Friday, March 02, 2007

A Weekend in Manila
Sunday, the 21st of January, 2007


Previous Part. 'The Fort' by Night
Part 4. Breakfast and Lunch at Quezon City

Written in: Poblacion, Sta. Maria, Bulacan, PHILIPPINES
Composition: Recalling events from a month ago with the help of some notes.


The Sunday breakfast at their White Plains, Quezon City home, consisted of Ilocano dishes - as per the usual practice. Tito (Uncle) Nanding just got back from the Ilocos region and we were having fresh fish, fresh raw seaweed, and other delicacies from his - and my mom's - native region in Ilocos Sur.

As we enjoyed lovely food amidst a lively morning discussion, Tita May (herself also an Ilocana) commented on a cultural observation that I will always fondly remember.

A great indication of the cultural diversity of the Philippines lies in the wide variety of food you can sample, she said. Each province has their own specialty dish. Failing that, each region will do a popular dish somewhat differently - perhaps having a minor cultural twist on the way things are garnished or presented.

Then, there too are the food products. Each province has their own special thing to offer. And perhaps this is best illustrated to the unitiated when travelling over land.

Indeed, I experienced this for myself the first two weeks I spent in the Philippines.


When driving from Manila to Northwestern Luzon, the flat plains of the Tagalog and Capampangan region make way for the linguistically ambiguous province of Tarlac. There you will notice streetside vendors selling freshwater crabs. Their signs inviting you to sample these still-moving crustaceans. After Tarlac is Pangasinan, where the common thing to see being sold roadside is bottled bagoong, salt, and other salted products. Then there's La Union, where you don't even have to see their specialty - you will instead smell it, for in this coastal province the roadside is dotted with stalls selling dried salted fish.

As Tita May put it herself, travelling the Philippines and experiencing firsthand its cultural diversity is such a departure to the North American Continent's practice of driving thousands of miles to another state - only to eat at the same boring McDonald's or some other burger franchise.


Food for thought.

Oh yes, Yayi was also celebrating her birthday that Sunday. And! Ate Mireille told Tito Nanding for the first time what was 'new' with her.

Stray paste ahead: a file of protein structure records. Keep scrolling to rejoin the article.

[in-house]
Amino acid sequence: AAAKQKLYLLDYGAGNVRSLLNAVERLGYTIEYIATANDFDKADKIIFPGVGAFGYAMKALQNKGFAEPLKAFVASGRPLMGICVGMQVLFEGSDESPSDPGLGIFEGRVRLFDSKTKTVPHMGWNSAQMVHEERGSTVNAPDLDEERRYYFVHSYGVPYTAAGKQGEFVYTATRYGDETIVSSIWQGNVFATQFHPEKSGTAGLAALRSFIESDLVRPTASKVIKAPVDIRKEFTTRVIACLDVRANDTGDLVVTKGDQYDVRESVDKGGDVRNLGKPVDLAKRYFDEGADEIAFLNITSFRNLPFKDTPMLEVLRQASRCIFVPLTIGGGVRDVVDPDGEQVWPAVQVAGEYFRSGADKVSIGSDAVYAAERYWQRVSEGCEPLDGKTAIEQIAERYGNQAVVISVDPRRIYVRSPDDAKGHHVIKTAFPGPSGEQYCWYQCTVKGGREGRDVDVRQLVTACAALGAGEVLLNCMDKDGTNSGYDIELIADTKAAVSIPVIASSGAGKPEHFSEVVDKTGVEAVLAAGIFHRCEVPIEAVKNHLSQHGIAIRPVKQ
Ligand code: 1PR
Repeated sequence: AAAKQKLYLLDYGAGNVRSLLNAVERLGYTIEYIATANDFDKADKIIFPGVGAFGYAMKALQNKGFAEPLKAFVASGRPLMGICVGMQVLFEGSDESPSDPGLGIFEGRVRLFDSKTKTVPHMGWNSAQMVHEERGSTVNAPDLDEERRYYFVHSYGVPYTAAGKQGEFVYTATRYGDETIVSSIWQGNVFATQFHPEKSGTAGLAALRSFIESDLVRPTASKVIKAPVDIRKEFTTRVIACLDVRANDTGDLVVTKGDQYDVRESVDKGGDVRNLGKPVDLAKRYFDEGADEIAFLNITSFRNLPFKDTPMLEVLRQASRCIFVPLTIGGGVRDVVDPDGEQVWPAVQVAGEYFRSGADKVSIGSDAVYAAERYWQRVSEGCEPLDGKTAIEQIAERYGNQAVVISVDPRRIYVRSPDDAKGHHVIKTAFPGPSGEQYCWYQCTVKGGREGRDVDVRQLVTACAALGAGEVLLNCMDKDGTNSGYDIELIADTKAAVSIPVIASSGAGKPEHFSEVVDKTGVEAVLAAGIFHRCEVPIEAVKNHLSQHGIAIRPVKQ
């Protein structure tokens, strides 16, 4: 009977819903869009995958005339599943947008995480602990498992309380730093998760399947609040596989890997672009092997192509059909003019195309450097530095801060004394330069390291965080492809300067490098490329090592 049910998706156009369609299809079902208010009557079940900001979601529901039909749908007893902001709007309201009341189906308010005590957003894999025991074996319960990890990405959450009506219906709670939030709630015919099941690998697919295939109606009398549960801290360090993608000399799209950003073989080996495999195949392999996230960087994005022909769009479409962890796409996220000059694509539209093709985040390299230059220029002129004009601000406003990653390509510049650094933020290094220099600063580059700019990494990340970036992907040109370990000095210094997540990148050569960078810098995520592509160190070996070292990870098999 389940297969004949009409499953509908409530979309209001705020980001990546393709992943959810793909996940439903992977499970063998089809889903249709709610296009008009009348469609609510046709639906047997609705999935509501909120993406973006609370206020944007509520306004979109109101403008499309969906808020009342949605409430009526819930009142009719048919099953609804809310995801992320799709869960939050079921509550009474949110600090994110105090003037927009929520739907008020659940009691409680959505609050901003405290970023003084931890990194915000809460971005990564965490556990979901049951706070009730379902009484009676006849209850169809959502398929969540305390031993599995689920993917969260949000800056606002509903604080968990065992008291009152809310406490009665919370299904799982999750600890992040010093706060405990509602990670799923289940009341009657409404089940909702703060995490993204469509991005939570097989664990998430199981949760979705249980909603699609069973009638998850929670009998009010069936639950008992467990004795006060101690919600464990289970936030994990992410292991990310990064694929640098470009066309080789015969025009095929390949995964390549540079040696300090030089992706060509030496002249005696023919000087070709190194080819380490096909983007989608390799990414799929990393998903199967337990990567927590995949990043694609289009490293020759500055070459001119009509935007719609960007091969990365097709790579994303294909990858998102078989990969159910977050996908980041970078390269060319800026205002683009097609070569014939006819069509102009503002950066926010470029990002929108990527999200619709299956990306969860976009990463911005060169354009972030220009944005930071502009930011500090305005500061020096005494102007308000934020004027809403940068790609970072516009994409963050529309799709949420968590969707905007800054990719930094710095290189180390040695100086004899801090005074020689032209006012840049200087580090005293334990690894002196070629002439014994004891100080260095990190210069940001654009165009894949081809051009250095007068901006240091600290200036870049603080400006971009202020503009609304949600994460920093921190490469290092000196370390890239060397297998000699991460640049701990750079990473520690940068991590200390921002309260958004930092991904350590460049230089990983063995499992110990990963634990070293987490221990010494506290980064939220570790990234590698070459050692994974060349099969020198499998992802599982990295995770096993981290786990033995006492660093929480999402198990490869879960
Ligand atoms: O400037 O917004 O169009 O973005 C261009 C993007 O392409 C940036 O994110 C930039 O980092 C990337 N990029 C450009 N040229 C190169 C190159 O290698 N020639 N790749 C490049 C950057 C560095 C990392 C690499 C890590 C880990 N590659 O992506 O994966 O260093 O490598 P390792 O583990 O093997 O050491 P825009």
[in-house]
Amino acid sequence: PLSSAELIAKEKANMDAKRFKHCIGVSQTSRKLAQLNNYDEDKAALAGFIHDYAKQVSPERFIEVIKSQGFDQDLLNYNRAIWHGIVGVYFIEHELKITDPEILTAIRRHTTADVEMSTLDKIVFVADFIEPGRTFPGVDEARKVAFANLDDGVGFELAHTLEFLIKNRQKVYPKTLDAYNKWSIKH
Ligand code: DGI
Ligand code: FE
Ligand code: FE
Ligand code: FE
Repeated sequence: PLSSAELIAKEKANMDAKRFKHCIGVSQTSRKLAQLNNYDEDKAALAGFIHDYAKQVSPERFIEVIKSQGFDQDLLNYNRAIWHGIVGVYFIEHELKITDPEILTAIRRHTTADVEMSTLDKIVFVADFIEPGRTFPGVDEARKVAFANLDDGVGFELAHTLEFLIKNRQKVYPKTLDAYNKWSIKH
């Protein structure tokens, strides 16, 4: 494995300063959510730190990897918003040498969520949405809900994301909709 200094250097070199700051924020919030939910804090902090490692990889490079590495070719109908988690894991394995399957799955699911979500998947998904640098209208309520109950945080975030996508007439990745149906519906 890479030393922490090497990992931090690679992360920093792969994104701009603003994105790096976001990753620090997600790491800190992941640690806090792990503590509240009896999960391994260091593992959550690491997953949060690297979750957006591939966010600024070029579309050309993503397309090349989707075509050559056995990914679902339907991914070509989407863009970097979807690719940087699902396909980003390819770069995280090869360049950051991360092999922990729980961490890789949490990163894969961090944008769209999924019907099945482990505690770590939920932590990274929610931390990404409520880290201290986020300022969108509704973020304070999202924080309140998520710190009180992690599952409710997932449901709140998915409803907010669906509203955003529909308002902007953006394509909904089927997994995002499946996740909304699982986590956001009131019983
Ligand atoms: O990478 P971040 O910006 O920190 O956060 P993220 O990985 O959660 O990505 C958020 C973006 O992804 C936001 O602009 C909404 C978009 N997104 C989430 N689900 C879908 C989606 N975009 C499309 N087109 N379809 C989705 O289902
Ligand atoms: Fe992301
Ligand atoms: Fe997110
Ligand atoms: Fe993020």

Cris picked Ate Mireille up for lunch at UP Diliman's Chateau Verde. It was his Mother's birthday as well.

I came along with them because it was agreed that they would be bringing me back to Bulacan.

As I met his side, I had only one thought: what an awesome family.

One thing that I remember fondly that afternoon, besides the relaxing garden-like setting of Chateau Verde, was a certain short discussion that I had.

One of Cris' sisters is married to a German - a gentleman named Andreas. They live in Germany and, as a family, are here in the Philippines for a vacation. Like myself, they are visitors to this land. And like myself, they have seen it all before many years ago, and are now (they're still here, as of the time of this writing, as far as I know) seeing it again for the first time since that last visit.

Andreas and I compared the differences we noticed and I was happy to hear that in Manila, he too thinks that some things HAVE changed for the better - garbage management and the Pasig River being the most obvious examples. As someone who had been gone for 10 years, it's sometimes hard to express exactly how I am so surprised by so many things that have changed (for better or for worse).

It also frustrates me sometimes to get dismissive remarks such as, "Dati nang ganyan yan! (It's always been like that)", out of some people when I am confiding to them an observation. Well, geez! Maybe it has always been like that - for the past decade! The past decade I DID NOT spend here!

Anywho, the point is that: It was great talking to someone else who had similar observations.

Rip Van Winkle I am not, but it's close.



I also had a quick tour of the UP Diliman grounds - Mireille and Cris both being Alumni. A vague desire to study in this University entered my mind. Wonder if it's at all possible..? Hmn..

http://4.bp.blogspot.com/-CjW_B7ch_RI/UsyDSakuo3I/AAAAAAAAAls/2Kp7FTQgRcs/s1600/IMG_0083.JPG
Anyway, I had a photo-op by the Oblation, but I did keep my pants on. There was this girl who was going for a jog who was making eyes at me. That or she just thought I was an idiot. Probably the latter.

During the drive home, Cris was saying -perhaps jokingly, perhaps not - that I should just stay here in the Philippines. That they'd help me find a job. Hey! Maybe I could uhh.. hmn. naah.. I'll keep things to myself until it's more than wishful thinking.

I made it back to Tumana, Sta. Maria, Bulacan in time for me to make it to a neighbouring barangay's fiesta - where some of my Dad's relatives live.




Flickr photoset.

Next Post: So Much More

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